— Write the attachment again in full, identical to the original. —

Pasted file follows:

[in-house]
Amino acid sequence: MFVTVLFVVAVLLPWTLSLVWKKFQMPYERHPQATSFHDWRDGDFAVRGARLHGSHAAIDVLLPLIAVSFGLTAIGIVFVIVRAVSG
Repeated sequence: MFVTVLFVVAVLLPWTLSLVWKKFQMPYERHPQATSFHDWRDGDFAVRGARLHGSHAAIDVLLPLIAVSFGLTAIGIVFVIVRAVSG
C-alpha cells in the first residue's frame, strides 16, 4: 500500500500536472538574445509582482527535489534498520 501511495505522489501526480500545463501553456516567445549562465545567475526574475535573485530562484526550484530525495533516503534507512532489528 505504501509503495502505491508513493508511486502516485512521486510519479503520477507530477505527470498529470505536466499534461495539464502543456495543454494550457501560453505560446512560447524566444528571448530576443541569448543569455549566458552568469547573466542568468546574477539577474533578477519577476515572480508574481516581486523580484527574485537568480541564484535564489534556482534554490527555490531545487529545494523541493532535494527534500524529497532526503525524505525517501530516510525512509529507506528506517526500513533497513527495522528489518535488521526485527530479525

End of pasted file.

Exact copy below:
[in-house]
Amino acid sequence: MFVTVLFVVAVLLPWTLSLVWKKFQMPYERHPQATSFHDWRDGDFAVRGARLHGSHAAIDVLLPLIAVSFGLTAIGIVFVIVRAVSG
Repeated sequence: MFVTVLFVVAVLLPWTLSLVWKKFQMPYERHPQATSFHDWRDGDFAVRGARLHGSHAAIDVLLPLIAVSFGLTAIGIVFVIVRAVSG
C-alpha cells in the first residue's frame, strides 16, 4: 500500500500536472538574445509582482527535489534498520 501511495505522489501526480500545463501553456516567445549562465545567475526574475535573485530562484526550484530525495533516503534507512532489528 505504501509503495502505491508513493508511486502516485512521486510519479503520477507530477505527470498529470505536466499534461495539464502543456495543454494550457501560453505560446512560447524566444528571448530576443541569448543569455549566458552568469547573466542568468546574477539577474533578477519577476515572480508574481516581486523580484527574485537568480541564484535564489534556482534554490527555490531545487529545494523541493532535494527534500524529497532526503525524505525517501530516510525512509529507506528506517526500513533497513527495522528489518535488521526485527530479525